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UN Report Indicates Continued Smuggling of Conflict Minerals in DRC Region

By | February 2, 2014

The Final Report of the Group of Experts on the Democratic Republic of the Congo includes information about the status of trade in conflict minerals, and other information about armed conflict and human rights abuses in the DRC region.

According to the report, with respect to gold, the Group notes that many mining sites are in post-conflict areas, but that production from these areas is blended with production from conflict areas, particularly in the larger trading towns in eastern Democratic Republic of the Congo and in the transit countries of Burundi, Uganda and the United Republic of Tanzania. The lack of transparency in the gold trade makes it difficult to distinguish conflict gold from conflict-free gold. The Group estimates that 98 per cent of the gold produced in the Democratic Republic of the Congo is smuggled out of the country and that nearly all  of the gold traded in Uganda — the main transit country for Congolese gold — is illegally exported from the Democratic Republic of the Congo.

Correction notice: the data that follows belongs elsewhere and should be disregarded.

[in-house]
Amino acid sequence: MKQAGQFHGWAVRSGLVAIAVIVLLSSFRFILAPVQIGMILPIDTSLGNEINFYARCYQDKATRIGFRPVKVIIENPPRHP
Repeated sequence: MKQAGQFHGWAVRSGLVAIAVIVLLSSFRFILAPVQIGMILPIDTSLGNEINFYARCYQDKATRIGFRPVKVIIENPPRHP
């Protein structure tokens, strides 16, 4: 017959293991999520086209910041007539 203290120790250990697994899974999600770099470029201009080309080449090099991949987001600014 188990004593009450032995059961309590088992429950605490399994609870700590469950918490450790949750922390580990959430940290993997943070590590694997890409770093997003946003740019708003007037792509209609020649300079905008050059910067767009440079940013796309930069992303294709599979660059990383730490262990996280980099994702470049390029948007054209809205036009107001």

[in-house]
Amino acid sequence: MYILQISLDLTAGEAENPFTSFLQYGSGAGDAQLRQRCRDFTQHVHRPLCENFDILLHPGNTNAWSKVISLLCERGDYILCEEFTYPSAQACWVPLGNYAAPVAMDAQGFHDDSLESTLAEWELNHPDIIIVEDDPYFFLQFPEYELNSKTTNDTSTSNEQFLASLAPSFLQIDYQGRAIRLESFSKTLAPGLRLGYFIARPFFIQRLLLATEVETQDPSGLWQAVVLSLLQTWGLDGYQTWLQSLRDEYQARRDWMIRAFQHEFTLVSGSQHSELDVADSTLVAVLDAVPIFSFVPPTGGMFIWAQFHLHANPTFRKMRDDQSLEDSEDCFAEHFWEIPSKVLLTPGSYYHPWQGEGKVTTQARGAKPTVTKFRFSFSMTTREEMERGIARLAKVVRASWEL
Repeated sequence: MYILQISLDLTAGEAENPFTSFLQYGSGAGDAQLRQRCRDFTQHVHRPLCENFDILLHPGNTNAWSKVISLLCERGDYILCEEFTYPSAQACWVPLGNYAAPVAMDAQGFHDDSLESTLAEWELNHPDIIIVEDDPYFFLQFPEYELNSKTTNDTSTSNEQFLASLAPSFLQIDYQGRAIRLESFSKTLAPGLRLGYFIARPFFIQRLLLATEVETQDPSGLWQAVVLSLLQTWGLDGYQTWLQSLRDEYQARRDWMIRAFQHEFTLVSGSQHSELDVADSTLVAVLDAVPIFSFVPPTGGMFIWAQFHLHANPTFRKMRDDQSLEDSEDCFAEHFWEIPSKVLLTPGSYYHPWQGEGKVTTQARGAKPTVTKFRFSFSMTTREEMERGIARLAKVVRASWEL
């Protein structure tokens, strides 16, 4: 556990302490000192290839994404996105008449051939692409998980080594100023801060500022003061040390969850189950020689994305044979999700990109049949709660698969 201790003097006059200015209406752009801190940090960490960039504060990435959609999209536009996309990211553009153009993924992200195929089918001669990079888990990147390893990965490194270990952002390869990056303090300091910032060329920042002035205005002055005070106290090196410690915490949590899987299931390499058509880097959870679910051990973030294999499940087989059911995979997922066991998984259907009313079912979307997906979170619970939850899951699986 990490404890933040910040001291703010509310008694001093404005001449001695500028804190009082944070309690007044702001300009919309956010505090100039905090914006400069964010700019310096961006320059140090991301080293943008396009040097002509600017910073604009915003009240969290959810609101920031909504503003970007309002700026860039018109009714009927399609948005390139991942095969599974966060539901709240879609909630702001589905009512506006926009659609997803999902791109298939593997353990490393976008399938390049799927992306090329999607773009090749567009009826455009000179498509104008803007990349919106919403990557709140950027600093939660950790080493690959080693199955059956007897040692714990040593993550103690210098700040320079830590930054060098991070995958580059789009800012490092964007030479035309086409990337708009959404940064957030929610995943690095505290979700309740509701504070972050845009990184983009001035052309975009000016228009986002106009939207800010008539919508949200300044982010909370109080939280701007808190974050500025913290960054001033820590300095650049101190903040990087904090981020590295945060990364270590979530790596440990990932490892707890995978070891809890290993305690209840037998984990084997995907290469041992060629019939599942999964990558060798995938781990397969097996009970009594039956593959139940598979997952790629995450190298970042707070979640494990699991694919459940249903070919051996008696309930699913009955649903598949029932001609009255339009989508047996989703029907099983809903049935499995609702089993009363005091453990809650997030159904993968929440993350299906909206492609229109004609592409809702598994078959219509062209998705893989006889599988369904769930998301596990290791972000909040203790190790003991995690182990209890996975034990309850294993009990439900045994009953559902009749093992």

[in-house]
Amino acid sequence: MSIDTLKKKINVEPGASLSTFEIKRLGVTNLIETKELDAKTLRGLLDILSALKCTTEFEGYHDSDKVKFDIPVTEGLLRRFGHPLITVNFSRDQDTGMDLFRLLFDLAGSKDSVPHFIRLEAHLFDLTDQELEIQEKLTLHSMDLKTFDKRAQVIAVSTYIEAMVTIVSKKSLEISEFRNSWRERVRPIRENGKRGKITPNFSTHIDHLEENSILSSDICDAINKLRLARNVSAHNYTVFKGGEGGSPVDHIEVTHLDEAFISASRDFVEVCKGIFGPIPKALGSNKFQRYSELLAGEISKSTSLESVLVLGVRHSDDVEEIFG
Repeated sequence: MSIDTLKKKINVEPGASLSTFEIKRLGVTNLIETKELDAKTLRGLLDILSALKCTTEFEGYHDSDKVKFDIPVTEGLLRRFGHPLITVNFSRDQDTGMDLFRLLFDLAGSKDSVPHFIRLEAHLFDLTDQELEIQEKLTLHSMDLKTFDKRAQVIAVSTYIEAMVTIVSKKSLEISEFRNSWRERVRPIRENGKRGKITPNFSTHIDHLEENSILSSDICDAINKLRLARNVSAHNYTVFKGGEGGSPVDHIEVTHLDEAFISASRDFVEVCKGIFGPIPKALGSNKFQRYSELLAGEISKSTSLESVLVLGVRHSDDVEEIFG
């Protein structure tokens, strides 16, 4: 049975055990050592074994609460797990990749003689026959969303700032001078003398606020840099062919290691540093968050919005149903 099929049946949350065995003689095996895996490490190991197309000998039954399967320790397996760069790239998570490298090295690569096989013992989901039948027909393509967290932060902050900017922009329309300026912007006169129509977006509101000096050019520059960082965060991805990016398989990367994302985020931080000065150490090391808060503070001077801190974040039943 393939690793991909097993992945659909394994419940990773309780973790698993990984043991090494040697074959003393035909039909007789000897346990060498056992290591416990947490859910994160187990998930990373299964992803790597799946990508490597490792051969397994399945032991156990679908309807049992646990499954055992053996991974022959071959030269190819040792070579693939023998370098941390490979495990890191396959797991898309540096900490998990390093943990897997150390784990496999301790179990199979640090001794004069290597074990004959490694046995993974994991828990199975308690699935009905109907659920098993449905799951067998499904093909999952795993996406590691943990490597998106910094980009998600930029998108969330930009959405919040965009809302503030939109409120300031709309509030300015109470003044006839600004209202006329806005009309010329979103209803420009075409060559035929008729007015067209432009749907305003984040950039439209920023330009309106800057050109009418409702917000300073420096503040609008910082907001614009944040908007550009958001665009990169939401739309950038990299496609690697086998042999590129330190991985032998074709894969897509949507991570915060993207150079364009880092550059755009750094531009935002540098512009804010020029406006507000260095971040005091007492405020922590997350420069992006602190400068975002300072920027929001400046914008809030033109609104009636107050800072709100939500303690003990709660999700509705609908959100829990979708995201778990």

According to the report, while initiatives by the Organization for Economic Cooperation and Development and the International Conference on the Great Lakes Region have advanced the validation of mining sites and improved adherence to conflict-free and child labor-free international standards, armed groups and others continue to control many mining sites and to profit from mining and the minerals trade.  The report states during 2013, minerals — particularly tin, tungsten and tantalum — continued to be smuggled from eastern Democratic Republic of the Congo through neighboring countries, which the authors believe undermines the credibility and progress of international certification and traceability mechanisms.

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